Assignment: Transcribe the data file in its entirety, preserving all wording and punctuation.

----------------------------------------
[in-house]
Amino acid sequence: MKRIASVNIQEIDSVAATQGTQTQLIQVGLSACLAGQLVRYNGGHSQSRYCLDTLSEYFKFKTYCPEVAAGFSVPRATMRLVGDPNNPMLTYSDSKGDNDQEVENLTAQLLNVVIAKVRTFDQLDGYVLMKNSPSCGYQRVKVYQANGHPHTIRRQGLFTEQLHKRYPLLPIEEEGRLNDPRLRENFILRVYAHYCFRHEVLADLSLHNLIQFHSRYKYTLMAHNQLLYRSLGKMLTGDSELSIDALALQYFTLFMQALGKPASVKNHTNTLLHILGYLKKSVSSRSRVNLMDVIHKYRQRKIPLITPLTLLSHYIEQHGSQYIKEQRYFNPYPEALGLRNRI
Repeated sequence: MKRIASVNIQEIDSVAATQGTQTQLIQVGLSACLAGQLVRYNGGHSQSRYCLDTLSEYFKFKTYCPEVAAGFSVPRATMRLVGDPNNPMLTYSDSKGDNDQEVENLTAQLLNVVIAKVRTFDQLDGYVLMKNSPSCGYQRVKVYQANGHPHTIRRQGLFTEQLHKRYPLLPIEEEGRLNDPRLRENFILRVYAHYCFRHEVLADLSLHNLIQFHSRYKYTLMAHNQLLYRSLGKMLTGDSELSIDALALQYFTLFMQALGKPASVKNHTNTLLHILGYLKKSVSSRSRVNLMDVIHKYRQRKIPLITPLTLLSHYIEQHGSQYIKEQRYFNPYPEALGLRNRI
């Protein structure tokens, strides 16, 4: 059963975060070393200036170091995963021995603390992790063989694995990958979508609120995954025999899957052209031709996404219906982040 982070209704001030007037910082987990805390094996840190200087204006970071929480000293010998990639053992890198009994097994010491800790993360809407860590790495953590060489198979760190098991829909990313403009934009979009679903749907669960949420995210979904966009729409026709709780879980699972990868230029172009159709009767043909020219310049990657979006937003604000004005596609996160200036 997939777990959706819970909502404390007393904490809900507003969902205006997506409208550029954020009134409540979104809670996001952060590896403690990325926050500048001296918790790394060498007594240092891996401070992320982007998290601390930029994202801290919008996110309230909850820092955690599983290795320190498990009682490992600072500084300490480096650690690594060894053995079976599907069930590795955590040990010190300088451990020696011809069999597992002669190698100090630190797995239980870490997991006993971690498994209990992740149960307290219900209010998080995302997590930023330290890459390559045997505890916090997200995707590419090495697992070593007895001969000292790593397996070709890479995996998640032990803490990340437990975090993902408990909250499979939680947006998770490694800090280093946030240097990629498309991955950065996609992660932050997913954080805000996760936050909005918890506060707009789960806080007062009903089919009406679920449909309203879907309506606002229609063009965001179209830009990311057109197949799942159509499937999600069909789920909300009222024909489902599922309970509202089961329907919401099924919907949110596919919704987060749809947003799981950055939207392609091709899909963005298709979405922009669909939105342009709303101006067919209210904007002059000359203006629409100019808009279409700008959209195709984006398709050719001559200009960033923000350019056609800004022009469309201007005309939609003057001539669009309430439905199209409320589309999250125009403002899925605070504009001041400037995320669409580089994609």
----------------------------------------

[in-house]
Amino acid sequence: MKRIASVNIQEIDSVAATQGTQTQLIQVGLSACLAGQLVRYNGGHSQSRYCLDTLSEYFKFKTYCPEVAAGFSVPRATMRLVGDPNNPMLTYSDSKGDNDQEVENLTAQLLNVVIAKVRTFDQLDGYVLMKNSPSCGYQRVKVYQANGHPHTIRRQGLFTEQLHKRYPLLPIEEEGRLNDPRLRENFILRVYAHYCFRHEVLADLSLHNLIQFHSRYKYTLMAHNQLLYRSLGKMLTGDSELSIDALALQYFTLFMQALGKPASVKNHTNTLLHILGYLKKSVSSRSRVNLMDVIHKYRQRKIPLITPLTLLSHYIEQHGSQYIKEQRYFNPYPEALGLRNRI
Repeated sequence: MKRIASVNIQEIDSVAATQGTQTQLIQVGLSACLAGQLVRYNGGHSQSRYCLDTLSEYFKFKTYCPEVAAGFSVPRATMRLVGDPNNPMLTYSDSKGDNDQEVENLTAQLLNVVIAKVRTFDQLDGYVLMKNSPSCGYQRVKVYQANGHPHTIRRQGLFTEQLHKRYPLLPIEEEGRLNDPRLRENFILRVYAHYCFRHEVLADLSLHNLIQFHSRYKYTLMAHNQLLYRSLGKMLTGDSELSIDALALQYFTLFMQALGKPASVKNHTNTLLHILGYLKKSVSSRSRVNLMDVIHKYRQRKIPLITPLTLLSHYIEQHGSQYIKEQRYFNPYPEALGLRNRI
């Protein structure tokens, strides 16, 4: 059963975060070393200036170091995963021995603390992790063989694995990958979508609120995954025999899957052209031709996404219906982040 982070209704001030007037910082987990805390094996840190200087204006970071929480000293010998990639053992890198009994097994010491800790993360809407860590790495953590060489198979760190098991829909990313403009934009979009679903749907669960949420995210979904966009729409026709709780879980699972990868230029172009159709009767043909020219310049990657979006937003604000004005596609996160200036 997939777990959706819970909502404390007393904490809900507003969902205006997506409208550029954020009134409540979104809670996001952060590896403690990325926050500048001296918790790394060498007594240092891996401070992320982007998290601390930029994202801290919008996110309230909850820092955690599983290795320190498990009682490992600072500084300490480096650690690594060894053995079976599907069930590795955590040990010190300088451990020696011809069999597992002669190698100090630190797995239980870490997991006993971690498994209990992740149960307290219900209010998080995302997590930023330290890459390559045997505890916090997200995707590419090495697992070593007895001969000292790593397996070709890479995996998640032990803490990340437990975090993902408990909250499979939680947006998770490694800090280093946030240097990629498309991955950065996609992660932050997913954080805000996760936050909005918890506060707009789960806080007062009903089919009406679920449909309203879907309506606002229609063009965001179209830009990311057109197949799942159509499937999600069909789920909300009222024909489902599922309970509202089961329907919401099924919907949110596919919704987060749809947003799981950055939207392609091709899909963005298709979405922009669909939105342009709303101006067919209210904007002059000359203006629409100019808009279409700008959209195709984006398709050719001559200009960033923000350019056609800004022009469309201007005309939609003057001539669009309430439905199209409320589309999250125009403002899925605070504009001041400037995320669409580089994609």